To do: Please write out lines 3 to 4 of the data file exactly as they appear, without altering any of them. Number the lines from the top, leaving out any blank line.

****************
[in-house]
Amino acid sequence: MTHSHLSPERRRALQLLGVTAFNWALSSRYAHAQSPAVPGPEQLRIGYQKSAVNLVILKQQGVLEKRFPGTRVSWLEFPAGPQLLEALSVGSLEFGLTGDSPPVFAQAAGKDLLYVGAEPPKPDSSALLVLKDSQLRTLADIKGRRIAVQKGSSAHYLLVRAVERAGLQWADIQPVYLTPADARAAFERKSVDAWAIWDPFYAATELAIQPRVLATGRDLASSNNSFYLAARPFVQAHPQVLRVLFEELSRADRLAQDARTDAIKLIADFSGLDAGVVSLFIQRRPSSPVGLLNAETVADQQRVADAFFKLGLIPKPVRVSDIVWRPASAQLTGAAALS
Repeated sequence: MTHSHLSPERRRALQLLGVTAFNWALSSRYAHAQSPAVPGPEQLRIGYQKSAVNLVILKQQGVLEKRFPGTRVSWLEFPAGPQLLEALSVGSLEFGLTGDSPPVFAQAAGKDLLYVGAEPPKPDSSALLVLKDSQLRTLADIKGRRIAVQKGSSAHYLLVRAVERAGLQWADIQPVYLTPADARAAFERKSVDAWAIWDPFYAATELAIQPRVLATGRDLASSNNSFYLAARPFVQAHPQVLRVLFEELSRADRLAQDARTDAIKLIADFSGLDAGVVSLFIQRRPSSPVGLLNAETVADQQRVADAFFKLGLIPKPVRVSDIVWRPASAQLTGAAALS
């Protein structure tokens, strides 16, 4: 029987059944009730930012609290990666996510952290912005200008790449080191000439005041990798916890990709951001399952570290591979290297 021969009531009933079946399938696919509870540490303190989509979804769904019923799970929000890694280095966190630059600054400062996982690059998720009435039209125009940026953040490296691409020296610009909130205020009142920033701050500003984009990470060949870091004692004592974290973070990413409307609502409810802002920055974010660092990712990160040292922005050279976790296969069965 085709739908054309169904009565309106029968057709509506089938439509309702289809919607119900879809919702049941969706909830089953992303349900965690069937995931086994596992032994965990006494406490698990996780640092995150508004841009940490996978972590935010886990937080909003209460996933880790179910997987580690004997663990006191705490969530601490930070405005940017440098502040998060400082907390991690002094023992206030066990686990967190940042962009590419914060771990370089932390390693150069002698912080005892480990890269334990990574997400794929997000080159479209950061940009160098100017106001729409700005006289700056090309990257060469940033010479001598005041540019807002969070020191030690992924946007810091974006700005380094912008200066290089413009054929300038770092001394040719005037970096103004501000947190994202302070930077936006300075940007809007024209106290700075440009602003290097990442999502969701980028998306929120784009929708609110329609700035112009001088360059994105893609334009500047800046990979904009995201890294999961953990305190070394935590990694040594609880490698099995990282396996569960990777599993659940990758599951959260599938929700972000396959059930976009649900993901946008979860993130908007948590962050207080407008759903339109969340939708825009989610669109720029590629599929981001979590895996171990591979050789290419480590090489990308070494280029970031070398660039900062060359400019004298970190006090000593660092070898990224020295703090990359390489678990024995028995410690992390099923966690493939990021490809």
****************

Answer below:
Repeated sequence: MTHSHLSPERRRALQLLGVTAFNWALSSRYAHAQSPAVPGPEQLRIGYQKSAVNLVILKQQGVLEKRFPGTRVSWLEFPAGPQLLEALSVGSLEFGLTGDSPPVFAQAAGKDLLYVGAEPPKPDSSALLVLKDSQLRTLADIKGRRIAVQKGSSAHYLLVRAVERAGLQWADIQPVYLTPADARAAFERKSVDAWAIWDPFYAATELAIQPRVLATGRDLASSNNSFYLAARPFVQAHPQVLRVLFEELSRADRLAQDARTDAIKLIADFSGLDAGVVSLFIQRRPSSPVGLLNAETVADQQRVADAFFKLGLIPKPVRVSDIVWRPASAQLTGAAALS
């Protein structure tokens, strides 16, 4: 029987059944009730930012609290990666996510952290912005200008790449080191000439005041990798916890990709951001399952570290591979290297 021969009531009933079946399938696919509870540490303190989509979804769904019923799970929000890694280095966190630059600054400062996982690059998720009435039209125009940026953040490296691409020296610009909130205020009142920033701050500003984009990470060949870091004692004592974290973070990413409307609502409810802002920055974010660092990712990160040292922005050279976790296969069965 085709739908054309169904009565309106029968057709509506089938439509309702289809919607119900879809919702049941969706909830089953992303349900965690069937995931086994596992032994965990006494406490698990996780640092995150508004841009940490996978972590935010886990937080909003209460996933880790179910997987580690004997663990006191705490969530601490930070405005940017440098502040998060400082907390991690002094023992206030066990686990967190940042962009590419914060771990370089932390390693150069002698912080005892480990890269334990990574997400794929997000080159479209950061940009160098100017106001729409700005006289700056090309990257060469940033010479001598005041540019807002969070020191030690992924946007810091974006700005380094912008200066290089413009054929300038770092001394040719005037970096103004501000947190994202302070930077936006300075940007809007024209106290700075440009602003290097990442999502969701980028998306929120784009929708609110329609700035112009001088360059994105893609334009500047800046990979904009995201890294999961953990305190070394935590990694040594609880490698099995990282396996569960990777599993659940990758599951959260599938929700972000396959059930976009649900993901946008979860993130908007948590962050207080407008759903339109969340939708825009989610669109720029590629599929981001979590895996171990591979050789290419480590090489990308070494280029970031070398660039900062060359400019004298970190006090000593660092070898990224020295703090990359390489678990024995028995410690992390099923966690493939990021490809």